It’s always a great idea to let vegetables such as lettuce to go to seed, because a single plant can produce hundreds of seeds, resulting in lettuce seedlings popping up all around the garden. Plants that grow on their own, that weren’t intentionally planted, are known as volunteers, and volunteer vegetable seedlings are basically free plants.

If we leave areas of bare soil in the garden unplanted, nature will attempt to fill those spaces with whatever is blowing in the wind to protect the soil and prevent erosion. Odds are that whatever starts growing there may not be our first choice of plants, they may be what some people call ‘weeds’.

But what if the seeds blowing in the wind were premium lettuce varieties?


Avoiding Seedling Transplant Shock

If we’re lucky to find volunteer vegetable seedlings growing in our garden, our first thoughts are usually to move them to a better location.

Seedlings need to be reasonably well-developed before they can be transplanted, otherwise they might not survive the transplant shock or any roaming pests that might wander past and eat them to the ground.

When gardeners sow seeds, they usually wait until the seedlings produce their first true leaves before transplanting them. It’s usually better to wait a bit longer until seedlings grow a few more true leaves, they’re much more resilient by then, and establish themselves more easily after transplanting.




When transplanting seedlings, don’t cut their roots, ‘tickle’ them to loosen then up, tear them apart, wash them or remove the growing medium from from, as root damage is the biggest cause of transplant shock. If they’re seedlings in a punnet or pot, very gently pull them apart to separate them for planting.

Ideally, we should aim to cause as little root disturbance as possible when transplanting any plants, whether they’re tiny seedlings or large fruit trees. There are ways to deal with spiralling roots that can strangle the rootballs in mature plants, see the instructions in the article – Should You Tease Out Plant Roots When Transplanting?

We can minimise root disturbance when digging up seedlings from the garden by using a larger implement to lift out as much of the surrounding soil around the roots as possible. This works well if there are no other plants close by that might get damaged.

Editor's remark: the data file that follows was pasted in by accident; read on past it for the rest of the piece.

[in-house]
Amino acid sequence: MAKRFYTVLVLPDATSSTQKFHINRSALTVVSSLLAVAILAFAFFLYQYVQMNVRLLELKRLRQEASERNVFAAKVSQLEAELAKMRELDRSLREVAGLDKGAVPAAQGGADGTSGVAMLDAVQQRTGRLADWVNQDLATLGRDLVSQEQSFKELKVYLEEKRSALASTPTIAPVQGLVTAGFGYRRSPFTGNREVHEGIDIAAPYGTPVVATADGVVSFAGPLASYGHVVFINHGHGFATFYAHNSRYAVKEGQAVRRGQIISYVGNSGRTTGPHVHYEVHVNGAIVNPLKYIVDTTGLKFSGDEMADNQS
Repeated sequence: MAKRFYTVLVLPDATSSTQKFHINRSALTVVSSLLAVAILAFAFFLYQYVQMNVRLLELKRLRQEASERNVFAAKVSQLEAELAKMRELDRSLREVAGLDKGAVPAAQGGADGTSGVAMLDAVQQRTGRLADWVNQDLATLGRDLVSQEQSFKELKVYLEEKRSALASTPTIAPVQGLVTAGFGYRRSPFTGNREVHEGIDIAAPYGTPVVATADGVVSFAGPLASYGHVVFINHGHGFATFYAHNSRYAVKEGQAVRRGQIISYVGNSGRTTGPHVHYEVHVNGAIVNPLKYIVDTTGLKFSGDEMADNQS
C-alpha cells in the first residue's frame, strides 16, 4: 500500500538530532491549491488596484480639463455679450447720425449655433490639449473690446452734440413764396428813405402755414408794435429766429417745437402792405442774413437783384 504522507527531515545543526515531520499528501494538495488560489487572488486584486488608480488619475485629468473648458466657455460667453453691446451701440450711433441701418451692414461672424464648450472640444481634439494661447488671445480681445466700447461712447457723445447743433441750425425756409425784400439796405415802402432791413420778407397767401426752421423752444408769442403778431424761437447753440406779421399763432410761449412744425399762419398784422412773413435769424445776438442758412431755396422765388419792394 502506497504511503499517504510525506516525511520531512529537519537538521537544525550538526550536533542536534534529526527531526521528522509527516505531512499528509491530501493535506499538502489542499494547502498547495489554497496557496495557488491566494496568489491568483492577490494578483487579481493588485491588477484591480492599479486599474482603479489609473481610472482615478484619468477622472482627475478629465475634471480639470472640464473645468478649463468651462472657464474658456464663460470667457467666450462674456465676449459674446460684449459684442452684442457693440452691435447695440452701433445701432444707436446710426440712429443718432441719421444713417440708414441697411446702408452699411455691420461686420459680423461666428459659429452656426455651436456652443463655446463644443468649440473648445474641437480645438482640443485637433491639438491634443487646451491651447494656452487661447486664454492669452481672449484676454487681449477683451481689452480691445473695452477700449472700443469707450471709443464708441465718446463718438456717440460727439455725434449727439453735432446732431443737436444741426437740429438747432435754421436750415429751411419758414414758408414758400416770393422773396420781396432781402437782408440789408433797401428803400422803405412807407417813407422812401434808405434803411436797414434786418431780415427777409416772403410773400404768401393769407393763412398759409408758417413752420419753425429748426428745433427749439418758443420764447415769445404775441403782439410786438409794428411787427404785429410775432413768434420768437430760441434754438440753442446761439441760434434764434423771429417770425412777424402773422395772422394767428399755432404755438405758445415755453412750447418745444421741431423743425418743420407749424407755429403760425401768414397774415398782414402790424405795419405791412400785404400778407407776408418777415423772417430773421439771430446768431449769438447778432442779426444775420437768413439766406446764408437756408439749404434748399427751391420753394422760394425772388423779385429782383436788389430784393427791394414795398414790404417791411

Inevitably, volunteer seedlings tend to pop up between other plants. How do we relocate them, lifting out as much of the soil around their roots without damaging the root systems of nearby plants?


How to Transplant Seedlings Using a Bulb Planter

The tool that allows surgical precision in seedling transplanting is the humble bulb planter. It’s a metal cylinder with a handle, which is pushed into the soil and pulled back up to remove a plug of soil to make a perfect hole in the ground, with a lever which releases the soil inside it.

Bulb planter are used by growers of ornamental flowering bulbs, such as daffodils, tulips and liliums for example. These tools are very fast and efficient for the arduous task of planting dozens of bulb in the ground at a very specific depth.

They’re quite useful for productive gardens too, I use bulb planters when planting potatoes, and they make the job effortless, but where they really shine is in their ability to make perfectly uniform holes in the soil, and fill them with perfectly fitting plugs of soil also. It was this capability of the the tool that led me to experiment with using bulb planters to transplant seedlings, and I found that they work brilliantly, and what’s even more amazing is that they do such a clean job that it’s very difficult to tell a seedling was transplanted as there’s no visible soil disturbance!.

In the following sequence of photos, I will demonstrate how to use a bulb planter to transplant a lettuce seedling.


Step 1 – Make the hole for the seedling to be planted into